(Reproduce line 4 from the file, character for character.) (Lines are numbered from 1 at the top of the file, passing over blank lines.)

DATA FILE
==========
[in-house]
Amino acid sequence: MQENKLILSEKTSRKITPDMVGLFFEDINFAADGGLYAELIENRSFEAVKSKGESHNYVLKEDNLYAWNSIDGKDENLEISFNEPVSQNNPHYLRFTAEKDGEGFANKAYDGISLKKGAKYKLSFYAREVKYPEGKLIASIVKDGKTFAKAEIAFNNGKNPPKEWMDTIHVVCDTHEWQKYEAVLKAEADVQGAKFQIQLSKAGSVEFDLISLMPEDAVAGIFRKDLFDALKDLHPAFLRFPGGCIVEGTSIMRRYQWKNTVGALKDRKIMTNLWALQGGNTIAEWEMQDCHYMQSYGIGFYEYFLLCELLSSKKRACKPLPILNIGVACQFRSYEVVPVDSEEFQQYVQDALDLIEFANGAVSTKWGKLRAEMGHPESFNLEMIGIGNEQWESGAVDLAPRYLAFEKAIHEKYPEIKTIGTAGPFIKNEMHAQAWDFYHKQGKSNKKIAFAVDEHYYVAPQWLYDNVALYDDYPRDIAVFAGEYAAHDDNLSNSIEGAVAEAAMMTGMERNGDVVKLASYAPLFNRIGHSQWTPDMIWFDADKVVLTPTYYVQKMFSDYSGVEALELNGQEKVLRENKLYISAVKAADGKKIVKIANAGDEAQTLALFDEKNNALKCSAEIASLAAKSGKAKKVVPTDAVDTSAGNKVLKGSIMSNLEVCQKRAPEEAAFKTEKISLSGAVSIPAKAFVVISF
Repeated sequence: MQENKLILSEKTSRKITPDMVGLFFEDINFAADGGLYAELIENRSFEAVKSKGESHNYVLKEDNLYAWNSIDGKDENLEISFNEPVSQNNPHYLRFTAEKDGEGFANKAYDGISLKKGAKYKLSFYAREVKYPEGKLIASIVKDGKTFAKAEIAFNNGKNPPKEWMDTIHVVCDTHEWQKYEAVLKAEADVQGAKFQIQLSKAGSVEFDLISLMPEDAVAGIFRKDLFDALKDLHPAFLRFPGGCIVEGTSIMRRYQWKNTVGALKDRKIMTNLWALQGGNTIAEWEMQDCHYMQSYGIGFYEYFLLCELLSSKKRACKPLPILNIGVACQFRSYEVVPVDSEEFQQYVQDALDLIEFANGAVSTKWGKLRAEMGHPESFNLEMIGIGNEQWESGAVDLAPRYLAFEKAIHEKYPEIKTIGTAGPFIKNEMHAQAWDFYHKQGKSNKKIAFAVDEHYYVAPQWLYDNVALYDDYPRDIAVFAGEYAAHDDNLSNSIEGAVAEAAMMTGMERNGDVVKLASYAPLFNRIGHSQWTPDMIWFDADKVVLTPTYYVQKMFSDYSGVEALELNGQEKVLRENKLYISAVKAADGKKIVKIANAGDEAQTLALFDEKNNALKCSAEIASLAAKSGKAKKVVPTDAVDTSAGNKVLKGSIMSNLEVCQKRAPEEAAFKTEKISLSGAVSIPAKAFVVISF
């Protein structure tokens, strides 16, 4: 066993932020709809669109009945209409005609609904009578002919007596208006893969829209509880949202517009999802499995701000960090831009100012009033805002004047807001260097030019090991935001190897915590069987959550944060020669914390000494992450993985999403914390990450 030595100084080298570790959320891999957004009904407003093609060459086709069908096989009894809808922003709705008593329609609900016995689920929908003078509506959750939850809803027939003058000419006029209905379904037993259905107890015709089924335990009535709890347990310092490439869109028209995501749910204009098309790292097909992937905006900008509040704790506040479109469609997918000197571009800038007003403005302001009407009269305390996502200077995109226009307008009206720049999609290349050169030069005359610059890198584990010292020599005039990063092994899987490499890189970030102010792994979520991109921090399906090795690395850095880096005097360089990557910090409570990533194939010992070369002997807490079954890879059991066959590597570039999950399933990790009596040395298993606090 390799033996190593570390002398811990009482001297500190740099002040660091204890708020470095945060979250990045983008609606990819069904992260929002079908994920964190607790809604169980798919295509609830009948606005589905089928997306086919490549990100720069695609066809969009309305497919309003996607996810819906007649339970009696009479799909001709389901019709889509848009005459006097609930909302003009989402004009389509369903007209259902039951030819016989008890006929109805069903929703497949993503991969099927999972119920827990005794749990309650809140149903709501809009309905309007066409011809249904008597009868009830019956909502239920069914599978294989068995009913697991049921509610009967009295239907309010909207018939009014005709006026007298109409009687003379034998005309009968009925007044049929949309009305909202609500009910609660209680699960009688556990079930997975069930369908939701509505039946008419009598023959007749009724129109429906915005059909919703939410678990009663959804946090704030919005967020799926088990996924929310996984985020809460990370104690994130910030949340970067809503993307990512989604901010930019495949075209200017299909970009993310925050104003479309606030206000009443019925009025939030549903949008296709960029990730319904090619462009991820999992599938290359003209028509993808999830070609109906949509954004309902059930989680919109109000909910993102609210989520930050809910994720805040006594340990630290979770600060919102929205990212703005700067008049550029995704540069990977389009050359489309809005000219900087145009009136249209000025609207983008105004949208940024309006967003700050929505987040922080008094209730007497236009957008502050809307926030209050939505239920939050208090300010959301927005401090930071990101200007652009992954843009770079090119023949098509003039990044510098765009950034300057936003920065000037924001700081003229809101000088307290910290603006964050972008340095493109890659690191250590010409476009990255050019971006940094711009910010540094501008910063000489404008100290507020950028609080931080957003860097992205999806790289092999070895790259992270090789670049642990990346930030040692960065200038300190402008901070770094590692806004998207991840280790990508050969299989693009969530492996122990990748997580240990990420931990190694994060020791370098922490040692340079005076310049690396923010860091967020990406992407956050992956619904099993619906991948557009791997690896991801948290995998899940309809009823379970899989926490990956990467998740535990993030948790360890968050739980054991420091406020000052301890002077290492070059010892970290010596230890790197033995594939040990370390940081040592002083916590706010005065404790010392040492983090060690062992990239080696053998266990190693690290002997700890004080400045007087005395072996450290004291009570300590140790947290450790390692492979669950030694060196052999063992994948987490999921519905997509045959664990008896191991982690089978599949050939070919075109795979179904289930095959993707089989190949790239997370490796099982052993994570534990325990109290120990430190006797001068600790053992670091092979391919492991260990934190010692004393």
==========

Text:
């Protein structure tokens, strides 16, 4: 066993932020709809669109009945209409005609609904009578002919007596208006893969829209509880949202517009999802499995701000960090831009100012009033805002004047807001260097030019090991935001190897915590069987959550944060020669914390000494992450993985999403914390990450 030595100084080298570790959320891999957004009904407003093609060459086709069908096989009894809808922003709705008593329609609900016995689920929908003078509506959750939850809803027939003058000419006029209905379904037993259905107890015709089924335990009535709890347990310092490439869109028209995501749910204009098309790292097909992937905006900008509040704790506040479109469609997918000197571009800038007003403005302001009407009269305390996502200077995109226009307008009206720049999609290349050169030069005359610059890198584990010292020599005039990063092994899987490499890189970030102010792994979520991109921090399906090795690395850095880096005097360089990557910090409570990533194939010992070369002997807490079954890879059991066959590597570039999950399933990790009596040395298993606090 390799033996190593570390002398811990009482001297500190740099002040660091204890708020470095945060979250990045983008609606990819069904992260929002079908994920964190607790809604169980798919295509609830009948606005589905089928997306086919490549990100720069695609066809969009309305497919309003996607996810819906007649339970009696009479799909001709389901019709889509848009005459006097609930909302003009989402004009389509369903007209259902039951030819016989008890006929109805069903929703497949993503991969099927999972119920827990005794749990309650809140149903709501809009309905309007066409011809249904008597009868009830019956909502239920069914599978294989068995009913697991049921509610009967009295239907309010909207018939009014005709006026007298109409009687003379034998005309009968009925007044049929949309009305909202609500009910609660209680699960009688556990079930997975069930369908939701509505039946008419009598023959007749009724129109429906915005059909919703939410678990009663959804946090704030919005967020799926088990996924929310996984985020809460990370104690994130910030949340970067809503993307990512989604901010930019495949075209200017299909970009993310925050104003479309606030206000009443019925009025939030549903949008296709960029990730319904090619462009991820999992599938290359003209028509993808999830070609109906949509954004309902059930989680919109109000909910993102609210989520930050809910994720805040006594340990630290979770600060919102929205990212703005700067008049550029995704540069990977389009050359489309809005000219900087145009009136249209000025609207983008105004949208940024309006967003700050929505987040922080008094209730007497236009957008502050809307926030209050939505239920939050208090300010959301927005401090930071990101200007652009992954843009770079090119023949098509003039990044510098765009950034300057936003920065000037924001700081003229809101000088307290910290603006964050972008340095493109890659690191250590010409476009990255050019971006940094711009910010540094501008910063000489404008100290507020950028609080931080957003860097992205999806790289092999070895790259992270090789670049642990990346930030040692960065200038300190402008901070770094590692806004998207991840280790990508050969299989693009969530492996122990990748997580240990990420931990190694994060020791370098922490040692340079005076310049690396923010860091967020990406992407956050992956619904099993619906991948557009791997690896991801948290995998899940309809009823379970899989926490990956990467998740535990993030948790360890968050739980054991420091406020000052301890002077290492070059010892970290010596230890790197033995594939040990370390940081040592002083916590706010005065404790010392040492983090060690062992990239080696053998266990190693690290002997700890004080400045007087005395072996450290004291009570300590140790947290450790390692492979669950030694060196052999063992994948987490999921519905997509045959664990008896191991982690089978599949050939070919075109795979179904289930095959993707089989190949790239997370490796099982052993994570534990325990109290120990430190006797001068600790053992670091092979391919492991260990934190010692004393």